John Askey: Shrewsbury Town 'need a result' at Wimbledon, says League One club's boss
Shrewsbury boss John Askey says getting 'a result' at Wimbledon on Saturday may determine whether he stays in a job.
Following Hurst's sacking at Ipswich after 15 games in charge, Askey admits that he is under threat too.
"You keep fighting to the bitter end," he told BBC Shropshire.
"Hopefully the players will be doing that, keep supporting me and we'll look back in a few months' time and think 'what was the problem?'
"But, if we [go] to Wimbledon and [don't] get a result then I know what to expect.
"I'm working hard. I'm doing the best I can do, but sometimes it takes time."
'I won't be throwing in the towel'
Aside from a brief spell as caretaker boss, Askey first became manager at his previous club Macclesfield Town in 2013, when he was promoted from his role as youth team boss to be appointed ahead of five other candidates, including former Liverpool and England striker Robbie Fowler.
It took him five years to deliver the Silkmen's dream of a return to the Football League.
"It took five years to get it right," he said. "But you've got to show you're improving and getting better. That's what we've got to show on the pitch.
"If we don't improve then you know what to expect as a manager, but I can assure you I won't be throwing the towel in.
"You don't stay in football as long as I've done by not being determined and knowing what you're doing."
Local media reports have already started speculating that Askey's position is under threat - and that the Town board have met to chew over the prospect of a sixth manager in less than five years.
Asked whether he had been given any final warning by the club, Askey added: "No, but I'm not stupid."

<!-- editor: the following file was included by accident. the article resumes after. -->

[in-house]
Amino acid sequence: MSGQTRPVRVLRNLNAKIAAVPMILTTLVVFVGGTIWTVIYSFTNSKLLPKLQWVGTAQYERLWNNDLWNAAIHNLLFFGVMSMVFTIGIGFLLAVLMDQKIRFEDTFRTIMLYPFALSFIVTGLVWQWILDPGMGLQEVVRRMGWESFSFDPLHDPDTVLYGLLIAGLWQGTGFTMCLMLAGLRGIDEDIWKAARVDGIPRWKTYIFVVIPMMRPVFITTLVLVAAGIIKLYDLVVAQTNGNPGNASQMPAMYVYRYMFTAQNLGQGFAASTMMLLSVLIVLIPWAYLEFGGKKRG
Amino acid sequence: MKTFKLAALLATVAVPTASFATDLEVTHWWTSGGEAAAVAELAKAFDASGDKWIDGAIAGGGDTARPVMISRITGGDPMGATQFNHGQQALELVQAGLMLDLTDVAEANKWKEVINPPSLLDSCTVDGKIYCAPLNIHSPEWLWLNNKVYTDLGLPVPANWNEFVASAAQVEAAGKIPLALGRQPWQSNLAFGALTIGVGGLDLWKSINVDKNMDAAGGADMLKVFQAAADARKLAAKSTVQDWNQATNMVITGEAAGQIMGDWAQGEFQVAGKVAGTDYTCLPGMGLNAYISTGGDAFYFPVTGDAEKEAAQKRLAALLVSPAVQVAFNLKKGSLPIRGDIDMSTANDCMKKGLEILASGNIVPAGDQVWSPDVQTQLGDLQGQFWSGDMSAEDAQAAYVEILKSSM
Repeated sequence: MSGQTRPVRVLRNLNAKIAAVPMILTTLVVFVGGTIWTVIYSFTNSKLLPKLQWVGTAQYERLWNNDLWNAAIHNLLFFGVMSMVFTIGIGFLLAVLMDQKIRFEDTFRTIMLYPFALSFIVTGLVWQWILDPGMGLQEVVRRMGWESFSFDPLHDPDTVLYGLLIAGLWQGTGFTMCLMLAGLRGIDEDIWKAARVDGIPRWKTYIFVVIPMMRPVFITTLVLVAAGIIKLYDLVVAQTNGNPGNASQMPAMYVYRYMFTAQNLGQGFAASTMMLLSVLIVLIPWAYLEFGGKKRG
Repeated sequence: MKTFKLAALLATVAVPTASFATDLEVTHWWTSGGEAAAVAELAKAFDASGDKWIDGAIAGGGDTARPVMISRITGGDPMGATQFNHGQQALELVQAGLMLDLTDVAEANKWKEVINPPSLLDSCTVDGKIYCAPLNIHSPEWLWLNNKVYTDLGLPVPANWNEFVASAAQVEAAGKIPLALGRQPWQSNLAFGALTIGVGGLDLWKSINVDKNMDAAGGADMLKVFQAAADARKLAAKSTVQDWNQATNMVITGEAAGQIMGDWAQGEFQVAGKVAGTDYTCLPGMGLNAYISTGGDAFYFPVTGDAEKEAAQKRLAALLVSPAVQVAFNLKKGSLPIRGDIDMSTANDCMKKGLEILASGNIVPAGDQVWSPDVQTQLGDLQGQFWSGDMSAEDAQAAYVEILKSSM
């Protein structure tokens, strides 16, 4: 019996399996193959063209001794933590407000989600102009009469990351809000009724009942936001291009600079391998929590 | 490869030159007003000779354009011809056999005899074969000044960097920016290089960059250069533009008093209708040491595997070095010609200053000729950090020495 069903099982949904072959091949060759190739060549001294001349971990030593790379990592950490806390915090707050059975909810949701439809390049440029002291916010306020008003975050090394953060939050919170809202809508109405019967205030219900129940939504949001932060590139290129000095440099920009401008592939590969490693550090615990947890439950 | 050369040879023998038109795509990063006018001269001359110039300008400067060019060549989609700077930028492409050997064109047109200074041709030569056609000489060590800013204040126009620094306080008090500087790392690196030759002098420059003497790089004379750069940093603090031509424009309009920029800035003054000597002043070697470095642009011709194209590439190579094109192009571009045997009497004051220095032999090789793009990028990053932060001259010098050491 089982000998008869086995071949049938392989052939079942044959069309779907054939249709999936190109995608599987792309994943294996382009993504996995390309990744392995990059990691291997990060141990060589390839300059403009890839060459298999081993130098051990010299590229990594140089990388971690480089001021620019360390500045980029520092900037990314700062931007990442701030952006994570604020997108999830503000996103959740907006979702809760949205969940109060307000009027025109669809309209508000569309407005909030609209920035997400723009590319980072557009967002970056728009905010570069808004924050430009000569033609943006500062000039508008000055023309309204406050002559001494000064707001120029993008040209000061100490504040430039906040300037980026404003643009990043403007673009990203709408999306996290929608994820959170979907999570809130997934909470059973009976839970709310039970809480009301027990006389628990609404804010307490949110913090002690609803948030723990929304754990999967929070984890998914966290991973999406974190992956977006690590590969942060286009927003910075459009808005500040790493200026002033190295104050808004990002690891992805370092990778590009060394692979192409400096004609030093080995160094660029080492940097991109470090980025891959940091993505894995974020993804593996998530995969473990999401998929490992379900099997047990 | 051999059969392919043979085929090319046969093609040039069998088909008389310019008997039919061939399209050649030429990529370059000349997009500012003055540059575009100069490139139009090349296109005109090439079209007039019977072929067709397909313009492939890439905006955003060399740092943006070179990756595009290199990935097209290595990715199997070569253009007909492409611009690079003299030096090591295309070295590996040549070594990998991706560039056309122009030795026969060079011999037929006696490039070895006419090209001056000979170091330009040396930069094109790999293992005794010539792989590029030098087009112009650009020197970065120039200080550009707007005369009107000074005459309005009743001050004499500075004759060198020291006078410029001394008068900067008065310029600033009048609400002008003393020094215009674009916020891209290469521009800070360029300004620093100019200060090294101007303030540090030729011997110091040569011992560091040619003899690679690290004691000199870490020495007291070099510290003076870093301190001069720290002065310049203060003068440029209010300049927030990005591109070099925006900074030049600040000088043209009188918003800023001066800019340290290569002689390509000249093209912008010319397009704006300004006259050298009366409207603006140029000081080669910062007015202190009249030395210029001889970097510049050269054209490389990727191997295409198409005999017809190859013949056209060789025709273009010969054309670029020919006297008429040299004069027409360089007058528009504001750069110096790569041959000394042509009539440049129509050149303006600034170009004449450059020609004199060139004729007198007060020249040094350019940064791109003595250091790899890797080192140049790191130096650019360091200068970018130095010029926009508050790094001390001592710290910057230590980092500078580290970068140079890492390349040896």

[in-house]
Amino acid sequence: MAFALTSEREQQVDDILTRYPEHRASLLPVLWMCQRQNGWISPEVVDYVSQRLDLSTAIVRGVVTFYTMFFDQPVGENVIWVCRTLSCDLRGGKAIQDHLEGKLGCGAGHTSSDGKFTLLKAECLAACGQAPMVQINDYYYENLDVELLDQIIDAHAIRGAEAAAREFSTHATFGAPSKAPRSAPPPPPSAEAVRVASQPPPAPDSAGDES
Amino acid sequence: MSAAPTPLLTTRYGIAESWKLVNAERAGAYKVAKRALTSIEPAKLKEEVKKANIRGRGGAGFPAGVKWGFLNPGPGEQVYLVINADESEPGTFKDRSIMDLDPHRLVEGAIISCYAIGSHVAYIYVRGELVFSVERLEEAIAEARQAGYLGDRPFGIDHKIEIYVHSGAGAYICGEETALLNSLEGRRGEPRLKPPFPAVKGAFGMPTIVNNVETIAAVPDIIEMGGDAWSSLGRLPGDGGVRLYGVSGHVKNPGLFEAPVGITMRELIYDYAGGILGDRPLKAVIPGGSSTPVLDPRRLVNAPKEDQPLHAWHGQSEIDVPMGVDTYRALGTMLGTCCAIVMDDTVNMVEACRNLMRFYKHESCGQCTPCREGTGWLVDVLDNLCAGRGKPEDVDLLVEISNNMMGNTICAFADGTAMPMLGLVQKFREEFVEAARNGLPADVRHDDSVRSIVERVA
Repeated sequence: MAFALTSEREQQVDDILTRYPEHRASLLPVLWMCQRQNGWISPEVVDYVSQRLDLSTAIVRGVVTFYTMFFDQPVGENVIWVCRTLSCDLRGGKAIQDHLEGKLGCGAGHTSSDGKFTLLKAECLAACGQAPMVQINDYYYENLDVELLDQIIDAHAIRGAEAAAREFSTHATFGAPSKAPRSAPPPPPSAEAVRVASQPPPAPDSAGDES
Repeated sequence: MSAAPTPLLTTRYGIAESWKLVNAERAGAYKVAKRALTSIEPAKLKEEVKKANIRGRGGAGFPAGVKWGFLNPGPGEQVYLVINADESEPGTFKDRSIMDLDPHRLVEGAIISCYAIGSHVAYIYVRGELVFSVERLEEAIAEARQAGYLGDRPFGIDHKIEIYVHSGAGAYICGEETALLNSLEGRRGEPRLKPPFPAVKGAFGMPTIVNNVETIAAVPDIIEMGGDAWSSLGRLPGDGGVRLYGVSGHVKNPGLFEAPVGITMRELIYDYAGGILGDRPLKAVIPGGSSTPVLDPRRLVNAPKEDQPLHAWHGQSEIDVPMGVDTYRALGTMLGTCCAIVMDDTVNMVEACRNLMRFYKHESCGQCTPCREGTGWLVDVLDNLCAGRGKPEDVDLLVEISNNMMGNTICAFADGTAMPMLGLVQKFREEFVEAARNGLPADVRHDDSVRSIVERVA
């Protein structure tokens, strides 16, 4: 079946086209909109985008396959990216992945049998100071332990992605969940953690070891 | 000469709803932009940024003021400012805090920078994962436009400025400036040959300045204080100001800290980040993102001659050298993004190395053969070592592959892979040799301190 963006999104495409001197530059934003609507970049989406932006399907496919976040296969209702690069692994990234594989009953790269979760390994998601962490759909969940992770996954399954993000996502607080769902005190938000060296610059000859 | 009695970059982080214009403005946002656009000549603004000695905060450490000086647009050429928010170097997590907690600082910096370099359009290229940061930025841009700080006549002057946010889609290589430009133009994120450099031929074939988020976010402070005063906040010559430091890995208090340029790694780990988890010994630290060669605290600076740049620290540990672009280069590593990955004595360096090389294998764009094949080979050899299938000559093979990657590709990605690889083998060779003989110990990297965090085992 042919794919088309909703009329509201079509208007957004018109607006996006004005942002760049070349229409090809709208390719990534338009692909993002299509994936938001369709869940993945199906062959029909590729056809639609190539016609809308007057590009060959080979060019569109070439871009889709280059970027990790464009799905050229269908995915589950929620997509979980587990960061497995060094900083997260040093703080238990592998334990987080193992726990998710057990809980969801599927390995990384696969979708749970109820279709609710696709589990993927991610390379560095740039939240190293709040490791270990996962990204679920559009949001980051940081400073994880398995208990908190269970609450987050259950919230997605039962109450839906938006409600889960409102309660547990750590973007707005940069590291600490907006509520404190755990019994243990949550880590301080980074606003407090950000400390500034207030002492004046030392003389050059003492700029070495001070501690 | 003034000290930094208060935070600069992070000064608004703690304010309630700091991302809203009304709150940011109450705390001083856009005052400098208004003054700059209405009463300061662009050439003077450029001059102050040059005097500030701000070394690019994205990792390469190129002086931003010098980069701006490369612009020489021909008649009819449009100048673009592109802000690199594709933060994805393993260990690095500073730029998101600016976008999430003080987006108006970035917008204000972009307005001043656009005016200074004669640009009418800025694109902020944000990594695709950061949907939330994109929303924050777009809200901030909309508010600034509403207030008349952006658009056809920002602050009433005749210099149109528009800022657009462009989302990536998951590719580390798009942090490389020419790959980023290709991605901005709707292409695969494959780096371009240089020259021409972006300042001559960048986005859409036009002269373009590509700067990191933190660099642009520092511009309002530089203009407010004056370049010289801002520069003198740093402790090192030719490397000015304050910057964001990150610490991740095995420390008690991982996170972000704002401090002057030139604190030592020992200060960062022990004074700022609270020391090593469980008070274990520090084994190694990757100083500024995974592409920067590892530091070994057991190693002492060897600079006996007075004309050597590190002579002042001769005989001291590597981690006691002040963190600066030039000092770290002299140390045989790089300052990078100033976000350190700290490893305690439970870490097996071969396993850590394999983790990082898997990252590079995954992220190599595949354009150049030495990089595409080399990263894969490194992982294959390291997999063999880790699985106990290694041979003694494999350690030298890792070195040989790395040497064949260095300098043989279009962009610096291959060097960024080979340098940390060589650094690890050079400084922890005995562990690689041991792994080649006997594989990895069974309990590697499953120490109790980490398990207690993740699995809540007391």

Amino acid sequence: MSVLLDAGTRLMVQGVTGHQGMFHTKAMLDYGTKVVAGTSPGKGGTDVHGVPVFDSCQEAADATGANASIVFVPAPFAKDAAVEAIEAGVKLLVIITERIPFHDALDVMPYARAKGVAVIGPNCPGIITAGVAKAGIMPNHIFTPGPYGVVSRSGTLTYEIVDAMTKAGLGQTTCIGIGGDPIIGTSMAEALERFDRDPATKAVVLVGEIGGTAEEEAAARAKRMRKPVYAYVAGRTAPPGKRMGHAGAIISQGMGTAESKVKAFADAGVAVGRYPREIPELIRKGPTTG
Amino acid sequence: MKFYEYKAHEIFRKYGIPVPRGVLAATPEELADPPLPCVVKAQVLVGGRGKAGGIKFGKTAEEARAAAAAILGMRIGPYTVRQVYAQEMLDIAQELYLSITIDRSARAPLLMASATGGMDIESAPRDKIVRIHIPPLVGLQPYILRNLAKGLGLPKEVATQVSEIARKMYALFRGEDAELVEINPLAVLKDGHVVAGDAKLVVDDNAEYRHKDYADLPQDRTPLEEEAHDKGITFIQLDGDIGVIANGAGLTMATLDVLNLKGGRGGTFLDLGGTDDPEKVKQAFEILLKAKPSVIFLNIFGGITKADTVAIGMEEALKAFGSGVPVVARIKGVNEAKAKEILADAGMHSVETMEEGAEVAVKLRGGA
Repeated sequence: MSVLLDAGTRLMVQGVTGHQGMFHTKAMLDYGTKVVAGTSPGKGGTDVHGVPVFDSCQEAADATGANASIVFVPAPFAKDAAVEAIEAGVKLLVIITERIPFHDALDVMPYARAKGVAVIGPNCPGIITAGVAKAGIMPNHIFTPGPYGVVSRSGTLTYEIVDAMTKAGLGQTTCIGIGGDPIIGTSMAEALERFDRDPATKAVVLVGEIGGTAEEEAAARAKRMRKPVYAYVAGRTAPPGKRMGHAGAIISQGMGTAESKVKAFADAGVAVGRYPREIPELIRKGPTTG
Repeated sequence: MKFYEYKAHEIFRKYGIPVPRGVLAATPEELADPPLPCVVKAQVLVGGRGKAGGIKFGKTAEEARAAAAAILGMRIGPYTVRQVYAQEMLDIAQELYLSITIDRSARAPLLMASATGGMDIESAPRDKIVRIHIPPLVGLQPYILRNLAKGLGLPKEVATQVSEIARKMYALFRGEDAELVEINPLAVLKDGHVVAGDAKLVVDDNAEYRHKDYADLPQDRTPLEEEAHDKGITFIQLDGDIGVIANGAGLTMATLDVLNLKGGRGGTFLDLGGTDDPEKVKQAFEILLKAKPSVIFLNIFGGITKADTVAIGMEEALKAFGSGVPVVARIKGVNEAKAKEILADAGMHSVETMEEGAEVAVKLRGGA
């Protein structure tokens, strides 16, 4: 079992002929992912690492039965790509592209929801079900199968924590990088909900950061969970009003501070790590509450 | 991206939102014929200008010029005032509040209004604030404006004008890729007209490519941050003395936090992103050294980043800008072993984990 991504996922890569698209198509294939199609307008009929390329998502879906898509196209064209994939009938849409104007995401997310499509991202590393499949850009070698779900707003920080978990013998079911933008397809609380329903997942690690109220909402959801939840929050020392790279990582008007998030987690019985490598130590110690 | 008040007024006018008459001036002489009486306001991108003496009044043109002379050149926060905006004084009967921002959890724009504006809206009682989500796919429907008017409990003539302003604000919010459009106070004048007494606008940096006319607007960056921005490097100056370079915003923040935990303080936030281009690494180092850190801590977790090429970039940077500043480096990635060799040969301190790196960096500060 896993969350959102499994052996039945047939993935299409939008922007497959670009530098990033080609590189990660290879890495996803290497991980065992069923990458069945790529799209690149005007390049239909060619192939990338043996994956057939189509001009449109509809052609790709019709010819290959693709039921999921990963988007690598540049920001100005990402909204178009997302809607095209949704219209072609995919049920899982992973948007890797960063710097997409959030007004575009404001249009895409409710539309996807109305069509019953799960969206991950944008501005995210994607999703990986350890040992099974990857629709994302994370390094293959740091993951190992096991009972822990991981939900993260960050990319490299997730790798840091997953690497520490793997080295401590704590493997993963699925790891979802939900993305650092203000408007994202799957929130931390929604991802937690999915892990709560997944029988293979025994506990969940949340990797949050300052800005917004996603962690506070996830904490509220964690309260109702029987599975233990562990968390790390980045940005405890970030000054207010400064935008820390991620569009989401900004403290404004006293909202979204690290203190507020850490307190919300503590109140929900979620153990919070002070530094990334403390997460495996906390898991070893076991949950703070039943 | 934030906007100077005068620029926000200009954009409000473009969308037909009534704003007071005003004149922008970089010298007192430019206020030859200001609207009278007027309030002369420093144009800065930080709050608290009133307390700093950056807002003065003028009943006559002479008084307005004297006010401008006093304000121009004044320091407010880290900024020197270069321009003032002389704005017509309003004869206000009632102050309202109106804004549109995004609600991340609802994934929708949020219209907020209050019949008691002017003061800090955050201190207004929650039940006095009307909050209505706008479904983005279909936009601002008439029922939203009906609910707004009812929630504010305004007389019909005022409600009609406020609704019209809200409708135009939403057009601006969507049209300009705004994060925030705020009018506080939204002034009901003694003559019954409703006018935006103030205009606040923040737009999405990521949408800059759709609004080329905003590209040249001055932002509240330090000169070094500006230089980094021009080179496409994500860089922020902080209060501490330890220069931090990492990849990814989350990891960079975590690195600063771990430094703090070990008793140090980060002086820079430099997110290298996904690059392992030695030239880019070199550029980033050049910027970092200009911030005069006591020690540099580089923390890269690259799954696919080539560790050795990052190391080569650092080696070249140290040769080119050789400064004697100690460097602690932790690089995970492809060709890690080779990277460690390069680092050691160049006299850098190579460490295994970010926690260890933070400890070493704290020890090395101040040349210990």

Shrewsbury have won just three times in 16 League One matches so far, albeit two of those victories came during October. They are 19th in the table, a point clear of the drop zone and four clear of 23rd-placed Wimbledon.
'I'm not a quitter', says Dons boss Ardley
The position of Wimbledon manager Neal Ardley is also under scrutiny after six successive defeats.
"We understand how the results have been and we haven't buried our heads in the sand on this," he told the club website.
"The board have put out a statement backing me for the time being and I think it's really important that we understand because you can take the statement in many ways.
"They are not saying I am here until January and they are giving me transfer funds, but they are saying that for the time being they believe I can turn it around. I thank them for the support, but the reality is that it hasn't been good enough."
He continued: "Whether you are one of the fans who believe I could be given more time or whether you believe it's time for me to go, I understand that.
"I understand the frustrations, I am as frustrated as the fans, but I'm not a quitter, I've never quit on this club. I don't think I could leave this club with me being a quitter."
Ardley is currently the third-longest serving of all 92 managers in the Premier League and EFL, having been appointed in October 2012.
John Askey was talking to BBC Shropshire's Nick Southall.